DIMENSIONS Winter 1999


By Linda Teri and Julie Cleveland

People who have Alzheimer's disease often pose severe behavior management problems for those who provide care. Since Alzheimer's disease and other dementias attack the brain in different places and at different rates, you will find that each person's behavior is different. But, overall when caring for dementia patients, you will see certain types of behavior problems. You can learn techniques to change behaviors that may be making your job difficult. Most importantly though, these techniques will help you observe and manage patient behaviors as they change over time and will allow you to adapt and change your interactions for the best results.

One technique used to help caregivers deal with the problem characteristics of dementia has been called the ABC's of behavior change. "A" is the antecedent or triggering event that precedes the problem behavior; "B" is the behavior; and "C" is the consequence of that behavior. The following overview of the ABC's offers a systematic and easy to-follow approach to problems that often seem difficult to treat.

1. Identify the B--the behavior, the problem of concern. A clear definition of the problem is the first step in changing behavior. What is the current behavior? What is happening? What did the person do? It is best to begin with one behavioral problem at a time, and choose a behavior that is easily observable.

2. Gather information about B. Once the problem is identified and defined, gather as much information as possible about the problem. How often does the behavior occur? When and where does it happen most?

3. Identify what happens before and after the B--the A (antecedent) and the C (consequence.)

The A: Did anyone or anything trigger the behavior? What was happening before the behavior started? Look for clues, like somebody demanding too much, being angry at the person, or for disturbing noise or activity around the person. Were there any changes in the environment be forehand?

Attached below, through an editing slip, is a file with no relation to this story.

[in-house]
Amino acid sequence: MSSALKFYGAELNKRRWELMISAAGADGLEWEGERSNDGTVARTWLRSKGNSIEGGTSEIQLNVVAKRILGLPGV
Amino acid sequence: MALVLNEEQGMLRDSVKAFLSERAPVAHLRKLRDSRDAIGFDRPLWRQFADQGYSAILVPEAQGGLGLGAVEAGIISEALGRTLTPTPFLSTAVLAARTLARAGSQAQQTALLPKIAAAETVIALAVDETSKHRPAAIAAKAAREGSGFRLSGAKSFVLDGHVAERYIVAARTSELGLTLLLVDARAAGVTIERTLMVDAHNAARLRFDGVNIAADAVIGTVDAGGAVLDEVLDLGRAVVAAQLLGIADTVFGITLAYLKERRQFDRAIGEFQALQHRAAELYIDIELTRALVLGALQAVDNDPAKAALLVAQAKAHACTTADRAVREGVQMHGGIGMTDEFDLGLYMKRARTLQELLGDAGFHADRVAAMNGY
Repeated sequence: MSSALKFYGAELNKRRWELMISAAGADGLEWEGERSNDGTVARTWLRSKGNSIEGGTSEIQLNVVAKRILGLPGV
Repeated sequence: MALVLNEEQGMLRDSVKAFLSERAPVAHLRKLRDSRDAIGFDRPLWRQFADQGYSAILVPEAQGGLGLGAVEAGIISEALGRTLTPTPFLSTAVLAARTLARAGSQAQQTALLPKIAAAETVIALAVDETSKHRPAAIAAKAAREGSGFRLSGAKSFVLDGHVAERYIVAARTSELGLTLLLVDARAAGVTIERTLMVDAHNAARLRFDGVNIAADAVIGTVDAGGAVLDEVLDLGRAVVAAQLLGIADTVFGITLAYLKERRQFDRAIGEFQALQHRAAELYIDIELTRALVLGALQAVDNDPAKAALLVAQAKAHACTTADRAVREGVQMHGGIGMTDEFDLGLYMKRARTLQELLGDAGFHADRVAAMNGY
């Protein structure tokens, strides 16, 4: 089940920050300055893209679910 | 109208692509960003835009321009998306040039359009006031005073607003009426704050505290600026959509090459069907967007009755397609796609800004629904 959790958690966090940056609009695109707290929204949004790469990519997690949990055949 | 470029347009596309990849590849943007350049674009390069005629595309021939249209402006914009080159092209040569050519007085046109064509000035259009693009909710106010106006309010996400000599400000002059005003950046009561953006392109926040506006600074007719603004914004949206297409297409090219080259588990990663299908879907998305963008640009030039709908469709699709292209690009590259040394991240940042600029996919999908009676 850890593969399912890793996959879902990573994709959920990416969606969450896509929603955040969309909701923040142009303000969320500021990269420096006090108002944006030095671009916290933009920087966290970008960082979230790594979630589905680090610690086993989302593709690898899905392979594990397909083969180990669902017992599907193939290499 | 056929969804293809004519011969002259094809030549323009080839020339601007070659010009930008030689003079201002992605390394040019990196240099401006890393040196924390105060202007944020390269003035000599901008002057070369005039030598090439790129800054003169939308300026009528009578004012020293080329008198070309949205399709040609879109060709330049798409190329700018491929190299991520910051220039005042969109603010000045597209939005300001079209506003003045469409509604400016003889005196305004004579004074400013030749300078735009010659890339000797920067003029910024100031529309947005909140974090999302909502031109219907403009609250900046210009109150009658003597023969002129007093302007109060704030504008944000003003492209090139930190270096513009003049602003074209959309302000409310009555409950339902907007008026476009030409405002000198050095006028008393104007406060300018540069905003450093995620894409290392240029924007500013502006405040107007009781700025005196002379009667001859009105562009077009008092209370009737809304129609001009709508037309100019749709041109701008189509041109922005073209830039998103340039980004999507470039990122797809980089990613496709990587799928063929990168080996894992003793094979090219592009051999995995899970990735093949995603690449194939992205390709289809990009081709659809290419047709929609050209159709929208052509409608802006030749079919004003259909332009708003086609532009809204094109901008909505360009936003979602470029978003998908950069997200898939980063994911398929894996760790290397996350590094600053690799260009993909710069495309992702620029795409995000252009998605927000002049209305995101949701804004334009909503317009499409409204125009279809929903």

The C: What is the consequence of the behavior? What happens as a result of the behavior? What changes occurred in the environment or in the behavior of other people because of the patient's behavior?

4. Set realistic goals and make plans. Problems are rarely simple--usually several factors are involved, and the more that you understand how they fit together, the more likely that you will be able to successfully intervene. For a treatment plan to work, it must be creative but realistic, and tailored to the individual. Start with a small achievable goal and proceed step by step. Be practical, and allow plenty of time for change to occur. Do not expect major changes to occur overnight. If possible, generate several alternatives and then decide which one to try first.

5. Reward yourself and others for achieving goals. Changing behavior can be hard work for everyone involved. It is very important to reward yourself and the patient for successes, no matter how small.

6. Continually evaluate and modify plans. It is important to be consistent and flexible in carrying out plans. Strategies will change as you discover what does and does not work. Decide how to determine whether the plan is working--e.g., by monitoring the amount of time the behavior occurs, tracking the number of instances of the behavior, etc. Over time, as the patient's cognitive disability increases, what does and does not work may change.

Demented patients show a variety of different behavioral problems, including (but not limited to) anger, agitation, depression, suspiciousness, paranoia, wandering, sexual inappropriateness, hallucinations, and delusions. Two common problems, difficulty communicating and depression, will be addressed below.

Difficulty communicating

Effective communication is an exchange of thoughts, information, and other messages from one person to another. Alzheimer's disease interferes with this process. Word finding and other communication problems can leave patients feeling anxious, agitated, and upset. To help minimize these problems, remember to:


20 to 30 percent of patients with Alzheimer's disease also develop depression. Depression is treatable. Make sure you are aware of the symptoms and seek help for the patient when they occur. Here are some common signs of depression:

What can you do to reduce depression in a patient? Emotions, behavior, and thought all work together to maintain depression. In a depressed patient, it is important to try to break the cycle of inactivity and increase pleasant events.

Use your knowledge of the patient to find enjoyable activities. Make a list of these activities and schedule them regularly (such as daily or weekly). Give the patient lots of reassurance and support for participating. Some ideas for pleasant activities include listening to music, looking at old photos, and going on walks or rides. For pleasant events to be successful, they must be fun, introduced slowly, done in small steps, fit the patient's abilities,and be used with encouragement.

Information in this article was taken from the Understanding Alzheimer's booklet available from the ADRC. Contact Julie Cleveland at 206-616-1079.

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